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Sanjay Saini
Sanjay Saini

Posted on • Updated on • Originally published at sanjaysaini.tech

Create ASP.Net Core 3 Web API Using Entity Framework Core

In this article (originally published at sanjaysaini.tech) I will be sharing how we can create ASP.Net Core 3 Web API using Entity Framework Core edition which is basically an open source and cross-platform version of the Entity Framework to be used in the .Net Core application development.
This Web API will perform simple CRUD operations using Entity Framework Core and will use SQL Server Express edition as backend for data storage and retrieval.

Prerequisites

  • In order to develop and run .Net Core app, we need .Net Core SDK that includes .Net CLI tools, .Net Core Runtime. So download and install the latest version of .Net Core SDK available from this link.
  • We will also need code editor, I will recommend VS Code but if you already have any other code editor that you are using to write C# code then stick with that otherwise download and install VS Code from this link. After installing SDK and VS Code, open the command prompt and run following command to check if SDK installed properly.

$ dotnet –version

You must get the latest version number as a result.

  • To test this web API’s CRUD operations, we need to install Postman which a famous API Client tool used in testing web API by sending web requests and inspecting response from the API. So download and install Postman for free from this link.
  • And last, we need to have SQL Server installed on the machine. In case you already have Visual Studio 2015 or later installed then SQL Server Express edition will already be installed along with the Visual Studio. Otherwise download and install latest SQL Server Express edition free from this link. After done with the environment setup we are ready to create ASP.Net Core 3 Web API using Entity Framework Core which will provide CRUD operations.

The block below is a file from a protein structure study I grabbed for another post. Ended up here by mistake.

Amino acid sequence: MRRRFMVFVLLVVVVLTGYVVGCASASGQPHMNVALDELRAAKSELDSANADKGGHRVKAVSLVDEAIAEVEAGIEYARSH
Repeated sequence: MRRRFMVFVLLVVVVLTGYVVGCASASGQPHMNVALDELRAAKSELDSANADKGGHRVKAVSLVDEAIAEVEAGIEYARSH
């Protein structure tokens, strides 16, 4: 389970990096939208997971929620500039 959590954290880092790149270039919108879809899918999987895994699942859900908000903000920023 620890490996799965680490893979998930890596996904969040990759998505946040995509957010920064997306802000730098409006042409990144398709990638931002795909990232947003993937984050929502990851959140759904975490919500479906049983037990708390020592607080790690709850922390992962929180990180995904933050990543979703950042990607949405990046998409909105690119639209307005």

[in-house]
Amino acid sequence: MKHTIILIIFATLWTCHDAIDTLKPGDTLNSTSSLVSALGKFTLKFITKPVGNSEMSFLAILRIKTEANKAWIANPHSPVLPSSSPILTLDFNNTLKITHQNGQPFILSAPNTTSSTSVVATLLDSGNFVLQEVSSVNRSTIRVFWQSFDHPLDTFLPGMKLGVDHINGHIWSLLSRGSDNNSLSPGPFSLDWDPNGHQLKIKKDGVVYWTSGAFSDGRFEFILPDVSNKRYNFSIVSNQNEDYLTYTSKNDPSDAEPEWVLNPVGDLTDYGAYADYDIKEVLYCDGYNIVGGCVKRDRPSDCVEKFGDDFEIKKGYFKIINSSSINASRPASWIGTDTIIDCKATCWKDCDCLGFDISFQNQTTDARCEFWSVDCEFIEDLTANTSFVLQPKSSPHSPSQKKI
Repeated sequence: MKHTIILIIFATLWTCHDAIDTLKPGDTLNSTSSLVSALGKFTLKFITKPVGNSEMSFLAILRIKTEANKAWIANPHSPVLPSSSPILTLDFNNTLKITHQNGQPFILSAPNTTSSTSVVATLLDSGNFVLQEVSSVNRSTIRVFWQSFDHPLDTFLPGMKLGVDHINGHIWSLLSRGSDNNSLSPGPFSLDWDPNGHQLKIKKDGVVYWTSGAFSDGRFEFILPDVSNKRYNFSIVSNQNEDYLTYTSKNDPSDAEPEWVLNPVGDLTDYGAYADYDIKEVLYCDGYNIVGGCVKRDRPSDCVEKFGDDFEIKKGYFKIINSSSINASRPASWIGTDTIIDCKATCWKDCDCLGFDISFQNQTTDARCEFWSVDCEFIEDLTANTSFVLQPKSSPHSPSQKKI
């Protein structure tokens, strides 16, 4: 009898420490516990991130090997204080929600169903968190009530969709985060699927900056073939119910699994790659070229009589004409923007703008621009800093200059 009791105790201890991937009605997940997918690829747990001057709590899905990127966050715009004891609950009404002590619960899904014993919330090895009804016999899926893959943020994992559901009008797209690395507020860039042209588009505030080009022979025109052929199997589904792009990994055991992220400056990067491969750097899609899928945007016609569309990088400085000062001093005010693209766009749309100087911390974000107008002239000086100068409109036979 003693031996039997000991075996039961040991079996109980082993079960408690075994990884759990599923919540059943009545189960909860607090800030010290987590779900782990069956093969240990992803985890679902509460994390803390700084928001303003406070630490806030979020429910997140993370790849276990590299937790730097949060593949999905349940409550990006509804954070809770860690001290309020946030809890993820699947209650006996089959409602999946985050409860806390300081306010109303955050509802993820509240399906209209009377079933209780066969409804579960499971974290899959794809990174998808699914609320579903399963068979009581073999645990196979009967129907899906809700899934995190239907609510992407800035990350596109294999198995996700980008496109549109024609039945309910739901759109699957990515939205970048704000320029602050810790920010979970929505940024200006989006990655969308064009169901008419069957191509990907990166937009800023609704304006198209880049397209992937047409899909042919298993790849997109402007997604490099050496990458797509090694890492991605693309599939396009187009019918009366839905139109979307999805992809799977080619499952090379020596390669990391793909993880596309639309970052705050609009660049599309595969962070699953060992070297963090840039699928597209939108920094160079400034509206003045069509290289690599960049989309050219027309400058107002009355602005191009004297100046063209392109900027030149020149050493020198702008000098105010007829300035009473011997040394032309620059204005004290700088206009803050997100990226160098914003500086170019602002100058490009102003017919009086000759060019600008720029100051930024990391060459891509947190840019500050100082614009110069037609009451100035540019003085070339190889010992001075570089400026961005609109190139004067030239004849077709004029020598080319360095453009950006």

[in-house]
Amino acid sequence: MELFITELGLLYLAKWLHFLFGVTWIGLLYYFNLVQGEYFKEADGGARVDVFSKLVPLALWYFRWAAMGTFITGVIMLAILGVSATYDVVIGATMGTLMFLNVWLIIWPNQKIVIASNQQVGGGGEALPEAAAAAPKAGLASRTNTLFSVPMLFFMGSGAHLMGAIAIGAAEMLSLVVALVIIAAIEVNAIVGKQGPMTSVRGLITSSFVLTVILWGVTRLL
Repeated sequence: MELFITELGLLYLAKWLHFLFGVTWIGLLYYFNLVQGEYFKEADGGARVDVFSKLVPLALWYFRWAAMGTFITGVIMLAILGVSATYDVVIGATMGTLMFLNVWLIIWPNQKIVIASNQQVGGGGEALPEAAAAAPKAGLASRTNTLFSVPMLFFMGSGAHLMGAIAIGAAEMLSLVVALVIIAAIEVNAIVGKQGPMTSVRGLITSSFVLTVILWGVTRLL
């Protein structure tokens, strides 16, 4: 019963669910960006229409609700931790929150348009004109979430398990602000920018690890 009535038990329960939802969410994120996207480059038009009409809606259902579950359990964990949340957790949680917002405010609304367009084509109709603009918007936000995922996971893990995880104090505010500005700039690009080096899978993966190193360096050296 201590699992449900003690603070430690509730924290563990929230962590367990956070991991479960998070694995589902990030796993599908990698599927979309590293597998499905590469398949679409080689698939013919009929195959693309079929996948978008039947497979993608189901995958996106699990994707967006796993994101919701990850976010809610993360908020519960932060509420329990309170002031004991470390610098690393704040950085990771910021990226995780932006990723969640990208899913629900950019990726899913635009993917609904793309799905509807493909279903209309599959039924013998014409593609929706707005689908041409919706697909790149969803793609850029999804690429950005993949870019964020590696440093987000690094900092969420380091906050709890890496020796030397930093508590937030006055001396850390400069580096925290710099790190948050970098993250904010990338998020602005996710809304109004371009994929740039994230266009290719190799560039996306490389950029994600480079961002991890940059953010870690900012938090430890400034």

Create a new project

For the purpose of this article I am creating a BookStore Web API that will provide CRUD operation on web requests (Post, Get, Put and Delete) for Book data Model.
So now go to the folder location where you want to create Web API project and open the command window.
Create webapi type project for our CRUD Web API by running following command.

$ dotnet new webapi -o BookStoreApi

It will create BookStoreApi folder with the same name project file in it.

Now we need to work under this folder so move into this folder.

$ cd BookStoreApi

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Our Web API will listening at HTTPS so we need to create and trust the development certificate so that web API hosts securely on local development server when we run the project.

So run following command and click on the yes button on the Security Warning dialog window.

dotnet dev-certs https --trust

Add Entity Framework Core Package Reference

First we need to install Entity Framework Core and for that we need to install the package for the EF Core database provider that we want to target. This Web API will use SQL Server so run following command to install the Entity Framework Core.

$ dotnet add package Microsoft.EntityFrameworkCore.SqlServer

You find following entry in the app project file after successful installation.